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IN D E X.
Page. A development of the fundamental no
Moral instruction, 8, 97, 135, 237, 282, 352 tions of grammar,
14, 43, 143
MATHEMATICAL DEPARTMENT, 22, 59, 119, 154, Æsthetic Education,
220, 248, 291, 324, 393 A school-room vision, 348 Mental arithmetic,
380 Boarding around,
33 Our common schools,
261, 302 Christ and the little ones,
10 Overtasking of pupils while in school, 319 Conscience,
168 Cloud Castles,
P Chippewa Valley Teachers' Association, 384
Proeeedings of Board of Regents of Nor. D mal schools,
20, 185, 363
Proceedings of seventh annual meeting Discipline in school,
57 Do you read,
343 Practical science, industrial art, and 4 Duties of Teachers,
194 Popular and unpopular teachers,
264 Parental influence,
314 E Past and present,
342 EDITORIAL MISCELLANY, 24, 61, 90, 122, 155,
R 188, 224, 250, 296, 326, 365, 395 Equality of rights,
Report of a town superintendent, 6, 47
Religious instruction in common schools, 69 F
Report of committee on revision of the school law,
79 False education of girls, 103 Rock Co. teachers' association,
338 Windsor teachers' association,
339 Watch, mother,
373 Wind and Sea,
385 Work for children,
From the real ground we distinguish the moral ground (motive) which determines a person to will something. Ex.-He wears furs on account of the cold. He retrenches on account of his chil
The contemplated effect of an activity is called the aim or end.
Ex:-He travels for pleasure,--reads a discourse for edification. Not only the spatial, but the time and the causal relations are generally denoted, as in the examples cited, by those form-words wbich are called prepositions.
(d) The relation of manner, hovo any thing is done, is expressed by special forms of potion-words, called adverbs of manner. It is also de noted by prepositions.
Ex.-He speaks loud. He labors industriously, or with industry. Remarks.-By manner is understood an activity which is taken up into the notion of the predicated activity in such a way that with this it constitutes only one notion, eg. to cry aloud (to scream), to go fast (to run, to hasten). Adverbs of manner are therefore commonly formed from adjectives, or substantives of abstract signification. Like adjectives they also commonly represunt the notion in an antitheris, e.g. to speak loud and soft, to write well and ill, to run fast and slovo,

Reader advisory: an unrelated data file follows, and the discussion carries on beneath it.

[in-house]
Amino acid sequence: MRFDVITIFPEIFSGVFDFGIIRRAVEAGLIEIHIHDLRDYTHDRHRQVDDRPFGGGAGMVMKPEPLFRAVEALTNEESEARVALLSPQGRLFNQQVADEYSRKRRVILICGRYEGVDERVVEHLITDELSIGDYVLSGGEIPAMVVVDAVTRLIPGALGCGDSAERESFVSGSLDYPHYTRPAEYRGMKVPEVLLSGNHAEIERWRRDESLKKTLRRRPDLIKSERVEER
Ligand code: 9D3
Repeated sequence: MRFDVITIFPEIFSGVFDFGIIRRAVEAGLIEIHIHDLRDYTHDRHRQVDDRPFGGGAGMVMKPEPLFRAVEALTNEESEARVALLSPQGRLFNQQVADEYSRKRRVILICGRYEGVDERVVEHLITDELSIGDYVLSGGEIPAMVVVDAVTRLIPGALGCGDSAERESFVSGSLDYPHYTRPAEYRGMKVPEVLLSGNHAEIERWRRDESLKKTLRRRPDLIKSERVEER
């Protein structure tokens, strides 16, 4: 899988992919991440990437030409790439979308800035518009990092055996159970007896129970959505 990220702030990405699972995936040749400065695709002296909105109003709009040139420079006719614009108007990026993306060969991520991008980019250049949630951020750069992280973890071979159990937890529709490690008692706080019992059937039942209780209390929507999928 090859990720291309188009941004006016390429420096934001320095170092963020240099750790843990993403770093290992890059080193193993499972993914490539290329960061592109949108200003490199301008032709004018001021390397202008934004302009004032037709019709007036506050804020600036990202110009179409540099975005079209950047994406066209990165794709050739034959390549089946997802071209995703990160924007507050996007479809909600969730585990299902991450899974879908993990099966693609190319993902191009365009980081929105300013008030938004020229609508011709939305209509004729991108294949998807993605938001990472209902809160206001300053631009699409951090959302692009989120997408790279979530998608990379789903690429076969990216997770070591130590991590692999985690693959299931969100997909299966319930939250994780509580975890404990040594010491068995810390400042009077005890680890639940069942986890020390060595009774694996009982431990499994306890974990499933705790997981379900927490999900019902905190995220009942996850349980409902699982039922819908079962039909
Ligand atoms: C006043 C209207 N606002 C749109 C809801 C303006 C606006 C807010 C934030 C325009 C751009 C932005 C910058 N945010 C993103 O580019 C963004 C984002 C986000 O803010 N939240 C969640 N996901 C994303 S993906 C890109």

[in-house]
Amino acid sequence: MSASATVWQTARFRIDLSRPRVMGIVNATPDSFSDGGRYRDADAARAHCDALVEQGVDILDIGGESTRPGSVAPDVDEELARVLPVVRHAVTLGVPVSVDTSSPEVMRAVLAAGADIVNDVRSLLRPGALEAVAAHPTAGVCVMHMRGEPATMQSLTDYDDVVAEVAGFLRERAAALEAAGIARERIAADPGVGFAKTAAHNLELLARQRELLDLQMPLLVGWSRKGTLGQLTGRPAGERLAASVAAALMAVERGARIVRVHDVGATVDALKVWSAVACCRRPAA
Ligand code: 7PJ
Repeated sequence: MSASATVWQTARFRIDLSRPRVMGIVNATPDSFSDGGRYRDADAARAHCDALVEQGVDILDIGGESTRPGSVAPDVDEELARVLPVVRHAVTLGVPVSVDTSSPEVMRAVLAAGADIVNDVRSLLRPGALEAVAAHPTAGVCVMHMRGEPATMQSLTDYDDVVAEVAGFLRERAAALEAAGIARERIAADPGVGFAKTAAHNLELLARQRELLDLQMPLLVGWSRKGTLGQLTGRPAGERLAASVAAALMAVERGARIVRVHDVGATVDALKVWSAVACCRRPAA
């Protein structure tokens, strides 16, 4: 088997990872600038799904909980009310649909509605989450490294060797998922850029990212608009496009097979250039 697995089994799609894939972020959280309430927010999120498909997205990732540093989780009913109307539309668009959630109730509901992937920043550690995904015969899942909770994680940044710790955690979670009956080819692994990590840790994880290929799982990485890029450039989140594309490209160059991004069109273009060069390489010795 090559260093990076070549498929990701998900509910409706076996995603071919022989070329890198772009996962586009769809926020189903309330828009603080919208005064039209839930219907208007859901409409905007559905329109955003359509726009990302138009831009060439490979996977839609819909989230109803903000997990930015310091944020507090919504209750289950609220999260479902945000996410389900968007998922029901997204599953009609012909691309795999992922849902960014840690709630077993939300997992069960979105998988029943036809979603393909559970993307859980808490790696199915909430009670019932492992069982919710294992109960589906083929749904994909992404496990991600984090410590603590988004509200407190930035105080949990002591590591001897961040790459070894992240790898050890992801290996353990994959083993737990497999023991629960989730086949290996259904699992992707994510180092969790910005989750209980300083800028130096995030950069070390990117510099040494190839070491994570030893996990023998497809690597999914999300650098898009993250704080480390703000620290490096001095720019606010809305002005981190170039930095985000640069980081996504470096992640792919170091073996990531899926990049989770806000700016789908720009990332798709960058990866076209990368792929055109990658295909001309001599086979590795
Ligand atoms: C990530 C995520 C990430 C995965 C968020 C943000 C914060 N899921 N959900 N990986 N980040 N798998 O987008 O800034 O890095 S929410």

OPINIONS, ETC., FROM THE OFFICE OF THE STATE
(Continued from the March Number.)
POWERS AND DUTIES OF OFFICERS.
Q. Has the County Treasurer a right to deduct fees on the apportiooment which passes through his hands?
A. The statutes give the County Treasurer the right to charge two per cent, on all moneys passing through his hands. Of course this includes all school moneye. Bat the County Treasurer can make no further deductions, in payment of drafts, express charges, and the like, as his fees must cover all such expense.
Q. In case of an alteration of a district, when the Town Officers are called in to act with the Town Superintendent, can they adjourn as they may deem expedient?
A. The Board formed as above, possesses all the rights and powers of a Town Superintendent, and can adjourn the hearing, which adjourned meeting will possess all the authority of the first.
Q. Have the District Board full authority to select library books.
A. They have not. This power rests entirely with the district, who are empowered, at a district meeting to direct, by vote, the purchase of such books as they see fit. In case any one person is authorized by the district to prepare a list, it must be approved by the district before the purchase is made.
Q. Has the Town Superintendent power to dismiss a teacher against the wishes of the people of the district ?
A. The Town Superintendent can not dismiss a teacher under any circumstances. He can annul bis certificate, which renders the contract void, and thus in effect dismisses the teacher.
Q. If the Town Superintendent makes an illegal decision, or performs an illegal action, would a District Board be justified in treating it as a nullity?
A. All decisions of the Town Superintendent are binding until reversed, illegal as well as legal. An illegal decision may be set aside on appeal, but it is not void at once, and can not be treated as void until it is reversed.
Q. Can the District Board allow the use of the school.house for any private parpose ?
A. They can not, except by the unanimous consent of the district. The Board are entrusted with the care of the school-house in the capacity of school officers, and not as private individuals. Consequently they have no power except in their corporate capacity, and have no authority to personally let the house for any private use.
Q. How long do officers appointed to fill a vacancy hold office?
A. Only until the next annual meeting, when the vacancies must be filled by election. All appointments are in their nature temporary.
Q. Can the District Board enforce the use of any particular textbooks?
A. The Board can determine what text-books are to be used in school, and the teacher is not required to hear recitations from any other. It is doubtful whether a refusal on the part of scholars to provide themselves with the adopted books, would render them liable to expulsion.
Q. Can a Town Superintendent add territory from his owo town to & joint district, or take away territory wholly within his town from a joint district ?
A. He can not. It is equally an alteration whether territory is added or taken away, or wbether the territory is wholly within his town or not,